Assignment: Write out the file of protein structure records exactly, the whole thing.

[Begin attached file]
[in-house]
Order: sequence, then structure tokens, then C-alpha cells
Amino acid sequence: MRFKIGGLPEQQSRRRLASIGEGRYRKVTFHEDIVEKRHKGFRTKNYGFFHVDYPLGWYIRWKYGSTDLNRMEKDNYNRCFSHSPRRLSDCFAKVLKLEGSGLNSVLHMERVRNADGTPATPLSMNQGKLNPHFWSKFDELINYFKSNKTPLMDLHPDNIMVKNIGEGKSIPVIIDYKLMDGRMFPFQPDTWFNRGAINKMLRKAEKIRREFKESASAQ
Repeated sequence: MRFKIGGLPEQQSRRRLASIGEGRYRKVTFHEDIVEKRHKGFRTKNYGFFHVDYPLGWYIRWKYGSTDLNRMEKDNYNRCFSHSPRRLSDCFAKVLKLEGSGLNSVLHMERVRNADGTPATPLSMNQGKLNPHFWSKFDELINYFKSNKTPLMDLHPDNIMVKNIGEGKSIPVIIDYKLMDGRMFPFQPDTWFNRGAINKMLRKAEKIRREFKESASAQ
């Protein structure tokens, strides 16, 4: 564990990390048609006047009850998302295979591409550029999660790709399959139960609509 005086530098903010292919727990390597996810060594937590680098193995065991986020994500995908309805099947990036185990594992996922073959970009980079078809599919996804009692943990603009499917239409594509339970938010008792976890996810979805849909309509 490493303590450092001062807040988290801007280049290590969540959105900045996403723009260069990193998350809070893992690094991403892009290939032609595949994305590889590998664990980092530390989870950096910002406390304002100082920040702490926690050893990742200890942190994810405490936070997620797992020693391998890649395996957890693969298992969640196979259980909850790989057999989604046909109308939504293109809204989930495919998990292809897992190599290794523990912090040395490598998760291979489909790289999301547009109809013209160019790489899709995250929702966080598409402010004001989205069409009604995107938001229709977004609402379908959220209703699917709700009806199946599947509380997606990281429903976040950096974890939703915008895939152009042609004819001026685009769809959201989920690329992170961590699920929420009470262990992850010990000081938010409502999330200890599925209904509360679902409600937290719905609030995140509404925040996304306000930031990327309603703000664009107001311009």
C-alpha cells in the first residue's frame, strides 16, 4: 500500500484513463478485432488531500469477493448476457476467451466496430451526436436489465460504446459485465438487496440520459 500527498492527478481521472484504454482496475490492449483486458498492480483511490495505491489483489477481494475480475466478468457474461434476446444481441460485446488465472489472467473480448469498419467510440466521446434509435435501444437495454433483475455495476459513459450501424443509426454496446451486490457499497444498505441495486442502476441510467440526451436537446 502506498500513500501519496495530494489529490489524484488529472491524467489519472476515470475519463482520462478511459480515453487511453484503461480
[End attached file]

[in-house]
Order: sequence, then structure tokens, then C-alpha cells
Amino acid sequence: MRFKIGGLPEQQSRRRLASIGEGRYRKVTFHEDIVEKRHKGFRTKNYGFFHVDYPLGWYIRWKYGSTDLNRMEKDNYNRCFSHSPRRLSDCFAKVLKLEGSGLNSVLHMERVRNADGTPATPLSMNQGKLNPHFWSKFDELINYFKSNKTPLMDLHPDNIMVKNIGEGKSIPVIIDYKLMDGRMFPFQPDTWFNRGAINKMLRKAEKIRREFKESASAQ
Repeated sequence: MRFKIGGLPEQQSRRRLASIGEGRYRKVTFHEDIVEKRHKGFRTKNYGFFHVDYPLGWYIRWKYGSTDLNRMEKDNYNRCFSHSPRRLSDCFAKVLKLEGSGLNSVLHMERVRNADGTPATPLSMNQGKLNPHFWSKFDELINYFKSNKTPLMDLHPDNIMVKNIGEGKSIPVIIDYKLMDGRMFPFQPDTWFNRGAINKMLRKAEKIRREFKESASAQ
């Protein structure tokens, strides 16, 4: 564990990390048609006047009850998302295979591409550029999660790709399959139960609509 005086530098903010292919727990390597996810060594937590680098193995065991986020994500995908309805099947990036185990594992996922073959970009980079078809599919996804009692943990603009499917239409594509339970938010008792976890996810979805849909309509 490493303590450092001062807040988290801007280049290590969540959105900045996403723009260069990193998350809070893992690094991403892009290939032609595949994305590889590998664990980092530390989870950096910002406390304002100082920040702490926690050893990742200890942190994810405490936070997620797992020693391998890649395996957890693969298992969640196979259980909850790989057999989604046909109308939504293109809204989930495919998990292809897992190599290794523990912090040395490598998760291979489909790289999301547009109809013209160019790489899709995250929702966080598409402010004001989205069409009604995107938001229709977004609402379908959220209703699917709700009806199946599947509380997606990281429903976040950096974890939703915008895939152009042609004819001026685009769809959201989920690329992170961590699920929420009470262990992850010990000081938010409502999330200890599925209904509360679902409600937290719905609030995140509404925040996304306000930031990327309603703000664009107001311009």
C-alpha cells in the first residue's frame, strides 16, 4: 500500500484513463478485432488531500469477493448476457476467451466496430451526436436489465460504446459485465438487496440520459 500527498492527478481521472484504454482496475490492449483486458498492480483511490495505491489483489477481494475480475466478468457474461434476446444481441460485446488465472489472467473480448469498419467510440466521446434509435435501444437495454433483475455495476459513459450501424443509426454496446451486490457499497444498505441495486442502476441510467440526451436537446 502506498500513500501519496495530494489529490489524484488529472491524467489519472476515470475519463482520462478511459480515453487511453484503461480